Minni Havas

“One of the main things I learned after school was that the client hires me to do the picture because of my style, and expects me to carry out the work with that. It sometimes made me nervous to start a new job because I wasn’t sure what they’d expect me to do, and I really tried to please them too much. Naturally, the confidence grows when your own style develops more and gets recognition. The key is finding the balance between the clients wishes and your own style.”

Tom Hovey

“Working alone as a freelance illustrator can make you feel a bit like Tom Hanks in Castaway. For those lucky enough to be in a shared studio, you won’t have these problems, but for the rest of us lonesome saps, it’s hard. Sitting alone at a desk for hours on end with only your pens, Star Wars toys and fruit with faces drawn on them to talk to (middle left), it can get lonely. Sometimes the only actual conversation you may have all day long might be with a banana with a face drawn on it.”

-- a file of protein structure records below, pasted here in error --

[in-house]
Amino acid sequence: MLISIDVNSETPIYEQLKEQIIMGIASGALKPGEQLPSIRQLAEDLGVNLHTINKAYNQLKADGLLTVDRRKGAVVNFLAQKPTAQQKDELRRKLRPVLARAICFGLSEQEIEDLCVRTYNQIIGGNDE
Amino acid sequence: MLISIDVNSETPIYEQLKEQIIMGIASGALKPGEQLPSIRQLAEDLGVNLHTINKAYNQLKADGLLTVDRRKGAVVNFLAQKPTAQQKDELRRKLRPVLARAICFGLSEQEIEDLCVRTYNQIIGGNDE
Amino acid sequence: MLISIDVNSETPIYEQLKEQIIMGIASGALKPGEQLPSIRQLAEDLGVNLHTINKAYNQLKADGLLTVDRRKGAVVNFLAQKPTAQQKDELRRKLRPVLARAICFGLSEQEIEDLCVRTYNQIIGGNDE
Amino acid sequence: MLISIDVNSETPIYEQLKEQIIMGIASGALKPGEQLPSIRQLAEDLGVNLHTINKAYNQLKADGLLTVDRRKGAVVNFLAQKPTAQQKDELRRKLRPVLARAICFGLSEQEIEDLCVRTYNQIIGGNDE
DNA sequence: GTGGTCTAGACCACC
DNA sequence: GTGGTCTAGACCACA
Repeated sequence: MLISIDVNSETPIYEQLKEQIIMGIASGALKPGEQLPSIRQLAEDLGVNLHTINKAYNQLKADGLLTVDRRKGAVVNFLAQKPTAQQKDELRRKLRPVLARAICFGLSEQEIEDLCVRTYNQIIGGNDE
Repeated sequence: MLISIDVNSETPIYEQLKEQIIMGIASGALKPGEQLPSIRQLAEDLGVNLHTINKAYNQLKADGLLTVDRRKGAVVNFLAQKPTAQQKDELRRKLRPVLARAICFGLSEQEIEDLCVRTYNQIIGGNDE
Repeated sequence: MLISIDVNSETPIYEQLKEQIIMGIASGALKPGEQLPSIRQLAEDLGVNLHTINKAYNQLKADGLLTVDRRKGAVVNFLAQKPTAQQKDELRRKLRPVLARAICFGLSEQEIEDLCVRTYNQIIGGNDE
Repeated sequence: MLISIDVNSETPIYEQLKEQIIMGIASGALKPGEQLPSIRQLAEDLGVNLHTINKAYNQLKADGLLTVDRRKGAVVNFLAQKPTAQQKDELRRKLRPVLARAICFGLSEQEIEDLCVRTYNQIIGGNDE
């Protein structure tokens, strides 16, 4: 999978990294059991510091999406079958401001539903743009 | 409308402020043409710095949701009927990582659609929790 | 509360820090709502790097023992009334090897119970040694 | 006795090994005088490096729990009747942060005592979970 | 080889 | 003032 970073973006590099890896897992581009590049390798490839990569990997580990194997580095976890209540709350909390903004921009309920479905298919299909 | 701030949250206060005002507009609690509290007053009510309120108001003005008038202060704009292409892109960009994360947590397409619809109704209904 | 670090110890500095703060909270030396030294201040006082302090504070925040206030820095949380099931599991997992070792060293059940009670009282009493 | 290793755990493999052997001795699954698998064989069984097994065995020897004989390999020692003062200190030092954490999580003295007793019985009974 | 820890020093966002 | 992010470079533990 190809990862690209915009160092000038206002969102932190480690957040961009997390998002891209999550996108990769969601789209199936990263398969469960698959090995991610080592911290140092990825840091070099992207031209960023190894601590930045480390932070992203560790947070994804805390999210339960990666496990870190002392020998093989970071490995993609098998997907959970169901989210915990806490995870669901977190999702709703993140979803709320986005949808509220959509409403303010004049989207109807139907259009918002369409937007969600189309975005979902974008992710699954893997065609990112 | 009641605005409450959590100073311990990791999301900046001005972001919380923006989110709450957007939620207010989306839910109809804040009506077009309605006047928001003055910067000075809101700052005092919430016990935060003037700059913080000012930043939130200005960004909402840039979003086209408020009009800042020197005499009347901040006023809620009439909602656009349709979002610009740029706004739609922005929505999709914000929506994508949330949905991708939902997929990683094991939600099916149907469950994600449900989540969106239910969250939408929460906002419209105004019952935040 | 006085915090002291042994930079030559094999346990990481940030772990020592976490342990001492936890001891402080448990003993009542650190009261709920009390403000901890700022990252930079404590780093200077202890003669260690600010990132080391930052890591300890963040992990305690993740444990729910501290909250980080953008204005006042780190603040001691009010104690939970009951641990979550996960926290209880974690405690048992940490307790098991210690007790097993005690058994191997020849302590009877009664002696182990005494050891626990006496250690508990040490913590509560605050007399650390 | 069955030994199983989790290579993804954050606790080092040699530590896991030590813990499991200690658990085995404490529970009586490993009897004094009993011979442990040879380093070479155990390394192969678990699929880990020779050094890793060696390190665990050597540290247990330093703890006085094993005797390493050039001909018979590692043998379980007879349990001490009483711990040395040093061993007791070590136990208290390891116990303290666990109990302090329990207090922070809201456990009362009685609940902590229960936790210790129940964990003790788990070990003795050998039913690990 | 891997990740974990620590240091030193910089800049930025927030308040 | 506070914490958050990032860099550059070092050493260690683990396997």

Rod Hunt

“There’s so much more than just drawing pictures to make a successful and sustainable career. Thank goodness for the Association of Illustrators’ invaluable advice and support.”

Linzie Hunter

“Finding your voice as an illustrator is an evolving journey that continues throughout your career, rather than a final arrival point at graduation. While it’s essential to take on commissioned work in order to survive financially, it’s equally important to set your own personal projects in order to keep your work fresh and your creative spirit afloat. You need to keep moving forward.”

Chris Martin

“Don’t expect every job to be amazing or fun, I’ve done plenty of work that won’t make my portfolio. It’s unbelievably competitive, so that means it’s hard work, but worth it, be prepared to sacrifice a lot of weekends if you want to get somewhere.”

Craig Minchington – aka Adora

“The main thing I’ve learnt since leaving uni is that [you need to remind yourself] why you love being a creative. [I’ve found that] the chance to collaborate with some of my favourite designers is what really makes me tick. I was lucky enough to win a remix of a Sara Blake piece recently, and the chance to work with beautiful illustration like that makes it all worth while.”

Anna Mullin – aka Sneaky Racoon